When Lichter began shooting for Easyriders, only a handful of bikers attended the event in comparison to the party today. As the largest newsstand selling motorcycling magazine, the publication brought Lichter’s captivating imagery from this emerging event to an enormous circulation of 550,000. As Lichter continued to provide photos for Easyriders, the Sturgis Rally grew exponentially. His portrayal of the event suddenly made Sturgis the event that every biker had to have on their bucket list, and as rally attendance increased, so did Lichter’s potential to capture all of the activity and character surrounding it.
Behind Lichter’s attention to detail and his understanding of composition was an uncanny ability to form relationships with his subjects. He used his eyes to ask for permission to shoot, and the relationship this created opened people up and made them comfortable. Soon Lichter’s subjects forgot he was even there, allowing him to grab very authentic, natural images.
Despite continued assignments for decades for Easyriders, Lichter’s motorcycle photography was relatively unknown to many outside the industry. Meanwhile, his commercial photography business shooting for the biomed and tech industries was doing quite well. But at the dawn of the new millennium, widespread usage of digital cameras caused this business to decrease. So just like he had done so many times before, Lichter reacted to the changing world around him and began printing photos from his archive that were unknown to the world. He created a postcard book, and when one of his clients, Exabyte, picked it up and saw the photo “Puppy and Bear Butte,” they knew they had to have it for a commercial ad. Lichter’s work and the Sturgis Rally had hit mainstream, and for the first time, Lichter saw the viability in all the work he had done with motorcycles over the years.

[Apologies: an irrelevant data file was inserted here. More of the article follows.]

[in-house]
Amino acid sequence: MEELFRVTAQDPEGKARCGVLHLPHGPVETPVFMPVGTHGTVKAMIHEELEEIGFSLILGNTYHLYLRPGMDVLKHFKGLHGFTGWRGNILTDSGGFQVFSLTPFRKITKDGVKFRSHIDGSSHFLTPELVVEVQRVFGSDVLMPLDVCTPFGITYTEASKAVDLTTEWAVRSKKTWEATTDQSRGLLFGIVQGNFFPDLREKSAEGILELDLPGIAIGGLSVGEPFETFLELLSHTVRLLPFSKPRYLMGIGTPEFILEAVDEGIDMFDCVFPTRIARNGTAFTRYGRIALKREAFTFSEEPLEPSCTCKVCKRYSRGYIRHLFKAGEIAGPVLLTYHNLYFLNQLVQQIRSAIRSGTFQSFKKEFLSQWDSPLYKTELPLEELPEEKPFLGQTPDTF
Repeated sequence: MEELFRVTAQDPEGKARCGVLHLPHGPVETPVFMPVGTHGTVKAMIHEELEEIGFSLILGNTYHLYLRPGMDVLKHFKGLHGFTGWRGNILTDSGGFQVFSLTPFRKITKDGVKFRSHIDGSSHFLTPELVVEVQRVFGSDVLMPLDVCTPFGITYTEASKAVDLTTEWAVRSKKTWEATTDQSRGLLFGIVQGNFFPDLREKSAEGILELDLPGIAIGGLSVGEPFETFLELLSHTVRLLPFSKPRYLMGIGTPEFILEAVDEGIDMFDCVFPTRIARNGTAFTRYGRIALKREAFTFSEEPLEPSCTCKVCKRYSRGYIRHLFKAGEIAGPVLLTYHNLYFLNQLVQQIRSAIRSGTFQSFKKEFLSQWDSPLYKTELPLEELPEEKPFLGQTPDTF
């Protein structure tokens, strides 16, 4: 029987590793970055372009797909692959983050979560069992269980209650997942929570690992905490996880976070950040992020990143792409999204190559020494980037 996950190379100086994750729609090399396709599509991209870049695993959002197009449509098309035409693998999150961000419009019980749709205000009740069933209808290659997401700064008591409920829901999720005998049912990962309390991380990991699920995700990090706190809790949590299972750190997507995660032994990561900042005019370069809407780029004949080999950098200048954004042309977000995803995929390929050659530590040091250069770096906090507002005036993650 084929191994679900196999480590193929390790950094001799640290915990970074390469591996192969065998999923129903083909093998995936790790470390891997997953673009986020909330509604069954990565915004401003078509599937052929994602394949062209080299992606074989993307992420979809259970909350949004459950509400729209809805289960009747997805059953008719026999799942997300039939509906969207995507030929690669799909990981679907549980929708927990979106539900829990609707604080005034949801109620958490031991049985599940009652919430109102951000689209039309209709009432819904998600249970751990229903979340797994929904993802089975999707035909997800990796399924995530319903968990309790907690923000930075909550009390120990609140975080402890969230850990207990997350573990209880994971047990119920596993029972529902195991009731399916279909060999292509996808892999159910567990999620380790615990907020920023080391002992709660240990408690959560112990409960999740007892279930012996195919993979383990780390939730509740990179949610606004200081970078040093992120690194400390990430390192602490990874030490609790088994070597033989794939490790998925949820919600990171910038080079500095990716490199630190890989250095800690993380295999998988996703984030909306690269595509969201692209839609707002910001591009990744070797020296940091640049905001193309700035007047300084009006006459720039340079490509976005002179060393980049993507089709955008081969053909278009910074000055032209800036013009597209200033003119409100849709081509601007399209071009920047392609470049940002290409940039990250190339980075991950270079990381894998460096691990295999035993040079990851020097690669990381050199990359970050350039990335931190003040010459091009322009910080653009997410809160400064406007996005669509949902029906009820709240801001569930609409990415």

The advent of social media worked to further elevate Lichter’s portrait of the Sturgis Motorcycle Rally. People started to recognize his name and face, which allowed him to forge stronger relationships with his subjects and have new doors opened for him and his work. Rides started being organized around his name, and exhibition halls began requesting to showcase his work. At each event, Lichter gushed over the Sturgis experience to anyone within earshot. His influence brought international builders and corporate CEOs to the event for the first time. All it took was for Lichter to sell them on the idea once; the experience once they arrived would make them all become repeat guests.
After nearly 40 years of photographing the Sturgis Motorcycle Rally, Michael Lichter still continues to capture some of the event’s most breathtaking shots, and he displays many of them annually at the Buffalo Chip’s Russ Brown Events Center for an exhibit he curates, Motorcycles As Art. In addition to assignments for Easyriders and motorcycle OEMs, he continues to shoot for himself–reacting to whatever is happening in the environment around him and capturing unforgettable moments that will help spread the good word about Sturgis.
6. Rod “Woody” Woodruff and the Buffalo Chip Campground
The Sturgis Motorcycle Rally may have never seen its 50th anniversary, let alone 2015’s historic 75th anniversary, if it weren’t for Rod Woodruff and the Buffalo Chip Campground.